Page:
This year has been kind to us food-loving folks. It’s a year that’s been filled with exciting restaurant openings, innovative menus, and a collaborative effort within the Arkansas culinary landscape to push local food, supporting our own farms, dairies, and orchards. It’s been a year that has allowed the fruits of the farmers market to make its way to the center of the dinner plate, and a year that has seen a steady flow of artisanal producers and craftsmen venturing out to bring something new and innovative to our food scene.
We’ve been fortunate to sample many delightful dishes this year, and we’ve choked down our share of less than stellar meals as well. But there are always those dishes that stand out in our minds, the food that lingers around in those pleasure centers of the brain, the flavors that we just can’t seem to stop thinking about. And so, here we present our “5 Best Bites of 2013.”
Dig in, folks…
South on Main: Trotters — To the faint of heart, you’re just going to have to get past the fact that these are indeed pigs’ feet. Don’t dwell on all the unsavory things that the pig may have been trotting around in and just put this stuff in your mouth—one bite and all trepidation will melt away. South on Main’s trotters have seen a couple different preparations since their opening, but they’re always one of the most memorable parts of a meal here. Tender, succulent, and unctuous pork forms the base of this dish. They’ve been paired with creamy rice grits and pickled pepper chow chow—the latter providing a delightful sour and slightly sweet note to the richness elsewhere on the plate. The most recent rendition finds the shredded pigs feet alongside corn grits and brussels sprouts kraut—an equally impressive use of this under-represented pig part.
Table 28: Tongue and Cheek — Make no mistake, this dish is exactly as advertised—beef tongue and beef cheek. Sure, it’s whimsical and a bit adventurous, but this dish has become chef Scott Rains’ signature item for good reason—it’s simply outstanding. Some magical force binds and blends the two cuts of beef into a single harmonious, savory offering that comes topped with crispy fried leeks and horseradish cream, finished with a handful of baby greens. Perhaps it’s the fact that Rains slow cooks the beef nearly all day in red wine until the meat is so tender it nearly falls apart if you so much as breathe on it.
Bruno’s Little Italy: Italian Sausages with Marinara — The Bruno family are no strangers to long-time Little Rock diners—but their most recent revival on Main Street may well be their most successful venture yet. They’ve been serving Italian fare for over 60 years—and if you’ve been dishing out pasta and pizza for that long, you’re bound to be doing a few things right. Bruno’s is the sort of place where every diner is likely to find a special dish that speaks to them personally, but we’re very much enthralled with their spicy Italian sausage with marinara sauce. These house-made links are sliced in half and grilled until tender, but still manage to retain a nice snap in their outer casing. They are smothered in a bright, tangy red sauce—an excellent counterpoint to the spicy, rich sausage.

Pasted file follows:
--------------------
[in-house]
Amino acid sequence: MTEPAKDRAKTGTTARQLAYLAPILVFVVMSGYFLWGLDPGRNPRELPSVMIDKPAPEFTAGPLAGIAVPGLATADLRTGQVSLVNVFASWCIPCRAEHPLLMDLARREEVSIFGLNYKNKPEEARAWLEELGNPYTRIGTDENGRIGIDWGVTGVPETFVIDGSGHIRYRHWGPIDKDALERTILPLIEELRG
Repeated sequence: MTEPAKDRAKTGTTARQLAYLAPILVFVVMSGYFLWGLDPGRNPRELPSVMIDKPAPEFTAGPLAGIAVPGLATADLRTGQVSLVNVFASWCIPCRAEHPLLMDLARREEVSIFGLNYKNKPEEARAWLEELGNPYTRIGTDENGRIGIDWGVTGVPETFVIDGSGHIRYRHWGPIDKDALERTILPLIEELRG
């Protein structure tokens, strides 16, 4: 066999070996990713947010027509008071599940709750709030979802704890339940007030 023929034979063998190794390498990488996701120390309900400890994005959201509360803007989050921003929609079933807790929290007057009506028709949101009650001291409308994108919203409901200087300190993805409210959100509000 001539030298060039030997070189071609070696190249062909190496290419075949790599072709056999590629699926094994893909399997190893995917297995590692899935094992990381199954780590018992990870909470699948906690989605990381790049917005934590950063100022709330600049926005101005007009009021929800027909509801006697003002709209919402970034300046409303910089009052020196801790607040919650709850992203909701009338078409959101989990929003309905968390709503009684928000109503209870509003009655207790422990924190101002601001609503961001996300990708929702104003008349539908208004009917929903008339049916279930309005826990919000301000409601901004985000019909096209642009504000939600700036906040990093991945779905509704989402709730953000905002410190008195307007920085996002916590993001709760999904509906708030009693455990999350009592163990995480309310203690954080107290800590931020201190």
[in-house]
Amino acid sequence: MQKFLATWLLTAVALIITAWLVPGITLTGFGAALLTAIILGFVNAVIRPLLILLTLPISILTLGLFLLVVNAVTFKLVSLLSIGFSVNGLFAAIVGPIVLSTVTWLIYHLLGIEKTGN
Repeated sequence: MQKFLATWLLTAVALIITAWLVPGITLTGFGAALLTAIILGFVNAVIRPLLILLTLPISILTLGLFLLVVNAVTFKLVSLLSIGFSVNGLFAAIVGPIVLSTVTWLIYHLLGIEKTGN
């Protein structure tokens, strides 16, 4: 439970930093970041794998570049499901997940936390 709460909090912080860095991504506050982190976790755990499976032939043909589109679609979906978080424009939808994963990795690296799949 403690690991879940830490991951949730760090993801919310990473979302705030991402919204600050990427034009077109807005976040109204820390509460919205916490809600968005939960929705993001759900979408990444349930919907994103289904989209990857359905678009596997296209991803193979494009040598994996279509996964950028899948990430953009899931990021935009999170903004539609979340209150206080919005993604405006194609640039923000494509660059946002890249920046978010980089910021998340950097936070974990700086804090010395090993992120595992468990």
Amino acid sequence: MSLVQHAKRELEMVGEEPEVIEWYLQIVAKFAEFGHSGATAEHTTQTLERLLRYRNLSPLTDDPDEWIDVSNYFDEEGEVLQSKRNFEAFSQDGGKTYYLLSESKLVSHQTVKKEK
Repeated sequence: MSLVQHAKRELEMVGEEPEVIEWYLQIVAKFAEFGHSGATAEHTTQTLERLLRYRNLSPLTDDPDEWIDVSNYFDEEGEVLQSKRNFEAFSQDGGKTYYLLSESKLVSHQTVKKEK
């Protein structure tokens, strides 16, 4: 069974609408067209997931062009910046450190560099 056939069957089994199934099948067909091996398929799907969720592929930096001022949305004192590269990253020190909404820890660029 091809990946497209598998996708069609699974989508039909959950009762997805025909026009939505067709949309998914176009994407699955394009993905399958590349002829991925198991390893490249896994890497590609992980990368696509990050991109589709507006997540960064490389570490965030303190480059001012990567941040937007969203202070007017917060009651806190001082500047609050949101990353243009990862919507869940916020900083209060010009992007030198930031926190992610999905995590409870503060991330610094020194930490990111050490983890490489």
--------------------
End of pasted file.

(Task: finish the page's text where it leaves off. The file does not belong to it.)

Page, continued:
Fonda Mexican Cuisine: Queso Fundido — Fonda may be the most unexpected and surprising superlative of the year. It’s battling a rather difficult location, and opening only shortly after the closing of another Mexican restaurant—the decidedly boring and uninspired Bumpy’s Tex-Mex. But since our first visit to Fonda, we’ve quickly realized that this is no run-of-the-mill Mexican experience. And in nothing is our love for the place more perfectly embodied than in their glorious queso fundido. You’ve eaten buckets of cheese dip in your lifetime—we get it…this is Arkansas. But this is not your standard yellow-orange goo. This dish takes a heaping mound of soft, white Chihuahua cheese and throws it on a scorching hot cast iron plate. The cheese quickly melts, bubbling and brewing, taunting you to take a bite. Diners may add spicy chorizo or Poblano peppers and mushrooms. We typically choose chorizo, but either way, it’s a slam-dunk dish. Scoop up the hot cheese and add to their soft, freshly prepared flour tortillas—it’s divine.
Mylo Coffee Co.: Kouign Amann — If ever a single menu item has developed what might be considered a cult following in Little Rock, the kouign amann from Mylo Coffee Co. would be it. Devotees line up in the wee hours of the morning—even before Mylo opens for business—to ensure that they’ll be able to get their sweet and sugary fix for the weekend. Oftentimes, the kouign amann sell out within half an hour. They have attained an almost mythical status—many are convinced they do exist, but they’ve never actually been able to see one. This is a slight exaggeration, of course—we’ve eaten many throughout 2013, and we’ll stand by our claim that you will not find a finer pastry in central Arkansas. A simple examination of the anatomy of a kouign amann speaks volumes: dozens of thin sheets of dough, rolled out and folded back onto each other, with a layer of butter and sugar interlaced between each one. When baked, the kouign amann gain a soft, gooey bottom half where the sugars have melted and pooled, and a crisp, caramelized top half. If pastry perfection were ever possible, the kouign amann come about as close as we’ve ever witnessed.